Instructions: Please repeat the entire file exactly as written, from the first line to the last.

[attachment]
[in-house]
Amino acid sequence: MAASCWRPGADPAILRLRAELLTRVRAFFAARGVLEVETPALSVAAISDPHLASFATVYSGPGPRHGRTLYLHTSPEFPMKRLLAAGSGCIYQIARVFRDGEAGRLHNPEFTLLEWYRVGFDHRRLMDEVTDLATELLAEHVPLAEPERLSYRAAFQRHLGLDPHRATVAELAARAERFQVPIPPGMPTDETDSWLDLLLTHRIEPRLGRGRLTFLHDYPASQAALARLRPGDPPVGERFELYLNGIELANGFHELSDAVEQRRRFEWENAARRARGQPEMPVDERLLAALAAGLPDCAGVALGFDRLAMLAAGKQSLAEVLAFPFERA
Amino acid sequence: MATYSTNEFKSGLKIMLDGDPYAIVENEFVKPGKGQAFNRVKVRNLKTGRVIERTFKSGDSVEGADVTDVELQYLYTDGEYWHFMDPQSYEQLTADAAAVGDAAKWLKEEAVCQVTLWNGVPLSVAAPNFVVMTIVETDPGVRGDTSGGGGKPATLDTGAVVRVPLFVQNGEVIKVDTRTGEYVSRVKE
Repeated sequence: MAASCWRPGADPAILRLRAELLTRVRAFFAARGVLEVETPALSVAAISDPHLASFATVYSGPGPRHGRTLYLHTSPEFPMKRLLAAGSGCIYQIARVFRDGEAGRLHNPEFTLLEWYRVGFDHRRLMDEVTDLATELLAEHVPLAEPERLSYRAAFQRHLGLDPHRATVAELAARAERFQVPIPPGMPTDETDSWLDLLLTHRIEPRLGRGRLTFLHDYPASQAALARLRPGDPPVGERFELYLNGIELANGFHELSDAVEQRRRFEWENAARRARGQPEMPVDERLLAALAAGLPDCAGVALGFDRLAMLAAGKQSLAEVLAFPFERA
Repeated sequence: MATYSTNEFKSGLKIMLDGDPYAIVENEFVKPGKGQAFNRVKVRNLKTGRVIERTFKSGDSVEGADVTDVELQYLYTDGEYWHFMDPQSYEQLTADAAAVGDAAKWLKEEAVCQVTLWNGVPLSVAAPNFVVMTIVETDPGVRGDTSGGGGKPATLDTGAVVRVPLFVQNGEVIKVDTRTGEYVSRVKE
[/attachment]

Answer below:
[in-house]
Amino acid sequence: MAASCWRPGADPAILRLRAELLTRVRAFFAARGVLEVETPALSVAAISDPHLASFATVYSGPGPRHGRTLYLHTSPEFPMKRLLAAGSGCIYQIARVFRDGEAGRLHNPEFTLLEWYRVGFDHRRLMDEVTDLATELLAEHVPLAEPERLSYRAAFQRHLGLDPHRATVAELAARAERFQVPIPPGMPTDETDSWLDLLLTHRIEPRLGRGRLTFLHDYPASQAALARLRPGDPPVGERFELYLNGIELANGFHELSDAVEQRRRFEWENAARRARGQPEMPVDERLLAALAAGLPDCAGVALGFDRLAMLAAGKQSLAEVLAFPFERA
Amino acid sequence: MATYSTNEFKSGLKIMLDGDPYAIVENEFVKPGKGQAFNRVKVRNLKTGRVIERTFKSGDSVEGADVTDVELQYLYTDGEYWHFMDPQSYEQLTADAAAVGDAAKWLKEEAVCQVTLWNGVPLSVAAPNFVVMTIVETDPGVRGDTSGGGGKPATLDTGAVVRVPLFVQNGEVIKVDTRTGEYVSRVKE
Repeated sequence: MAASCWRPGADPAILRLRAELLTRVRAFFAARGVLEVETPALSVAAISDPHLASFATVYSGPGPRHGRTLYLHTSPEFPMKRLLAAGSGCIYQIARVFRDGEAGRLHNPEFTLLEWYRVGFDHRRLMDEVTDLATELLAEHVPLAEPERLSYRAAFQRHLGLDPHRATVAELAARAERFQVPIPPGMPTDETDSWLDLLLTHRIEPRLGRGRLTFLHDYPASQAALARLRPGDPPVGERFELYLNGIELANGFHELSDAVEQRRRFEWENAARRARGQPEMPVDERLLAALAAGLPDCAGVALGFDRLAMLAAGKQSLAEVLAFPFERA
Repeated sequence: MATYSTNEFKSGLKIMLDGDPYAIVENEFVKPGKGQAFNRVKVRNLKTGRVIERTFKSGDSVEGADVTDVELQYLYTDGEYWHFMDPQSYEQLTADAAAVGDAAKWLKEEAVCQVTLWNGVPLSVAAPNFVVMTIVETDPGVRGDTSGGGGKPATLDTGAVVRVPLFVQNGEVIKVDTRTGEYVSRVKE